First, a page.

One of the interesting things in tax law is valuation. Just exactly how much is something worth?
This is an extremely important matter in so many areas of tax law. If someone wants to give away property to his friends or family, he may have to pay a gift tax on the proper value of the gift. If a corporation distributes property to a shareholder, he may have to pay an income tax on the proper value of that gift. When someone dies, the estate may need to pay an estate tax on the value of its assets.
The importance of this issue was made clear last week in the tax case involving the Estate of Michael Jackson, the musician who died of an accidental drug overdose.
When Jackson died, his estate prepared and filed an estate tax return. It valued his assets at $5.3 million. The Internal Revenue Service audited that return and determined the value to be $481 million!
As you can see, the method of determining value can be a critical issue in tax law.
There are a variety of ways of determining value. The IRS issued a revenue ruling back in 1959 that contained a number of different ways to establish value. The typical one is what would a willing buyer and a willing seller, with knowledge of all facts, pay for the property. Another way would be to apply a multiplier against the income the property is expected to produce. Another factor would be to consider the replacement cost of that property. The process goes on and on.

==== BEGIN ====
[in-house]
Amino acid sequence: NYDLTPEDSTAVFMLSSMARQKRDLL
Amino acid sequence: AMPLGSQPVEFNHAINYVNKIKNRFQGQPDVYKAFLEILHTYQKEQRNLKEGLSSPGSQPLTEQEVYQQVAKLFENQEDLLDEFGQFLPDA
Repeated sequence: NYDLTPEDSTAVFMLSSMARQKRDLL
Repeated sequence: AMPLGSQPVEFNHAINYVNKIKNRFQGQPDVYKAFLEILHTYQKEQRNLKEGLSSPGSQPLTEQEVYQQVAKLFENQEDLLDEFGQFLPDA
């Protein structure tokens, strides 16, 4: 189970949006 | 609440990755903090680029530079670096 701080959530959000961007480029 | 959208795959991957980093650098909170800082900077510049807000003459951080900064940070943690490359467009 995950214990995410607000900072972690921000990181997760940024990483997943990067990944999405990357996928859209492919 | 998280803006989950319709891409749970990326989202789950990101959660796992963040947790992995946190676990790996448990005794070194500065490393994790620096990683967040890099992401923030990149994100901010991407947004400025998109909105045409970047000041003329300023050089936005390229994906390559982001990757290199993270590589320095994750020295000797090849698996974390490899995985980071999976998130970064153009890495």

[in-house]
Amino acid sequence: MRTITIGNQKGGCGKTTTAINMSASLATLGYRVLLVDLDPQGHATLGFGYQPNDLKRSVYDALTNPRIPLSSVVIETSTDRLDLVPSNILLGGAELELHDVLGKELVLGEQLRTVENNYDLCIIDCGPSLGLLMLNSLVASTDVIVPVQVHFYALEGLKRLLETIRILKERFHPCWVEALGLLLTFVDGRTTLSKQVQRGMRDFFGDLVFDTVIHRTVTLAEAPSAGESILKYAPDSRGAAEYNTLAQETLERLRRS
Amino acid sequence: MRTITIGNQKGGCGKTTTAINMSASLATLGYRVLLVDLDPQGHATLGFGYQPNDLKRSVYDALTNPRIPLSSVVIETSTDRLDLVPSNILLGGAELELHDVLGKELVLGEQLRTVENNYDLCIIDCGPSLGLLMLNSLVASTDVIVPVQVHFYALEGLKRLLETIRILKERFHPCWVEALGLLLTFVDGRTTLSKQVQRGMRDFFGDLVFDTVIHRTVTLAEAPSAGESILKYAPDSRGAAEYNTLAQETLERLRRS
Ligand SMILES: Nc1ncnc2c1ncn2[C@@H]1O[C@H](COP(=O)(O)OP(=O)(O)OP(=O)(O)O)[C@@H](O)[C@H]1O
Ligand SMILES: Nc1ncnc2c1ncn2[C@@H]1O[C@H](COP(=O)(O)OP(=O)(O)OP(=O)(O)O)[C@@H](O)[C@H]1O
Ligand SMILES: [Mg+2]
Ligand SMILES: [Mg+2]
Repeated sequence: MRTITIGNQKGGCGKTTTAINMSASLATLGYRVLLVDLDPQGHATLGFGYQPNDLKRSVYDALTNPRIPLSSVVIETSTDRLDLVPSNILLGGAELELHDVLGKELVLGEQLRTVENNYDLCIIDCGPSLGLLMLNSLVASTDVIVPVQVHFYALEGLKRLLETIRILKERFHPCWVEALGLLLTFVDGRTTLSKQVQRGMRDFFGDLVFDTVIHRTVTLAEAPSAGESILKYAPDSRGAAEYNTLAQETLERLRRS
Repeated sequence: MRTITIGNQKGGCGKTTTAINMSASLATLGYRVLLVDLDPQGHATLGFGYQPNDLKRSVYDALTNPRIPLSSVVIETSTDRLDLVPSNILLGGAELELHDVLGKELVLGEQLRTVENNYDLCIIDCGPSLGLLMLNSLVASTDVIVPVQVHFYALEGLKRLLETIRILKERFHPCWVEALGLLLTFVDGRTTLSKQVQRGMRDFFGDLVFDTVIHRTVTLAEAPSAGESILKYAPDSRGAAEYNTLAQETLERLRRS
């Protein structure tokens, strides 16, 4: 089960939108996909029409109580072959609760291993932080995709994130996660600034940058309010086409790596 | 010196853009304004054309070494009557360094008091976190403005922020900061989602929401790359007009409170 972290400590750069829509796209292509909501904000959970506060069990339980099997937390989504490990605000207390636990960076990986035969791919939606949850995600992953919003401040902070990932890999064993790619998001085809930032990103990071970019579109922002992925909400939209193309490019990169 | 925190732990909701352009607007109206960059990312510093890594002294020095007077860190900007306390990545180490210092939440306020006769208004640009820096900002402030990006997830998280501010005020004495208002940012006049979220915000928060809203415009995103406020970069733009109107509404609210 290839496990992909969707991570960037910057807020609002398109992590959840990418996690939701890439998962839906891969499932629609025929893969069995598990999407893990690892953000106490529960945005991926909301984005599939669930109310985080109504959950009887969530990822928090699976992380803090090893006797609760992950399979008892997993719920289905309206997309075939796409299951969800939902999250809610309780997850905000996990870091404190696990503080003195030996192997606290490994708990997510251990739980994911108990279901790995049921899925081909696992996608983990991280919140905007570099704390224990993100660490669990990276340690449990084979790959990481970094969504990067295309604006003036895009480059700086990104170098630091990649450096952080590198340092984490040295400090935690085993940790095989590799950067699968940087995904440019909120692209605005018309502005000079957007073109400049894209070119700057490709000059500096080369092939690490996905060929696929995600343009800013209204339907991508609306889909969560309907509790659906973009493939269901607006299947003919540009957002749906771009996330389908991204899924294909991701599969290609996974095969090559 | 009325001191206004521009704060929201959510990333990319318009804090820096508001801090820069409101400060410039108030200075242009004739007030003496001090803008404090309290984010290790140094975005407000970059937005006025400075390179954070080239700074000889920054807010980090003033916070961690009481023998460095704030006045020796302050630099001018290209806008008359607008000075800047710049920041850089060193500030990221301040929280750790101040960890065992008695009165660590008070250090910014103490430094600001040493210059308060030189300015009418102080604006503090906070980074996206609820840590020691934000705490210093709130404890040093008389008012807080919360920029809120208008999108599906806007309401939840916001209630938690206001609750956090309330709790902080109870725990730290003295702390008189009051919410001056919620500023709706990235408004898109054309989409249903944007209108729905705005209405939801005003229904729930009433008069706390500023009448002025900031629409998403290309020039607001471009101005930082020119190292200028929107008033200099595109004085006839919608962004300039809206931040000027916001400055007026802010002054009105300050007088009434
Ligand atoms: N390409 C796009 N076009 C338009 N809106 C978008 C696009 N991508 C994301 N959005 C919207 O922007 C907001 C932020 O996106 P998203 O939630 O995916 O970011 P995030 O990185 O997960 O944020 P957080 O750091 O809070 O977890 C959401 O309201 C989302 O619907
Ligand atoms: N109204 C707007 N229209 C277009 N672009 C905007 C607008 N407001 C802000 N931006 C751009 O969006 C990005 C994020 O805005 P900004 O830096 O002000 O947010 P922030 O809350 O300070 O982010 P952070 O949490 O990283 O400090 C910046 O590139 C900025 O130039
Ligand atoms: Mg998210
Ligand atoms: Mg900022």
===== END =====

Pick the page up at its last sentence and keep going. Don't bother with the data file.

What doesn’t work is what the appraisal district decides. Typically such an entity has very little credibility with the IRS or with the U.S. Tax Court. Often times its decisions are made by non-experts and may be politically influenced. Stated differently, the appraisal district valuation should not be relied upon other than as an indicator of possible value.
The Tax Court ultimately ruled that Michael Jackson’s estate was worth $111 million. This represented the value of his image and likeness, and a large number of unreleased musical recordings as well as compositions from other musicians that he had written or co-wrote. The Tax Court used the income approach, estimating how much in gross revenue they would likely produce over 10 years.
So the moral of the story is this. If you are about to engage in a transaction that requires a valuation of a significant asset, you want to make damn sure you know what you’re doing because there can be a lot of tax money at stake in selecting the right valuation process.
Using the wrong valuation process cost the estate of Michael Jackson around $50 million. That’s cash money that his heirs did not receive. It is likely the estate did not have those funds and will have to sell or borrow against its assets to pay the IRS — a further and possibly devastating hardship.
You don’t want to make the same mistake.
David Leeper is a Board Certified federal tax attorney with 40 years of experience. He can be reached at 915-581-8748, by email at email@example.com, or visit leepertaxlaw.com.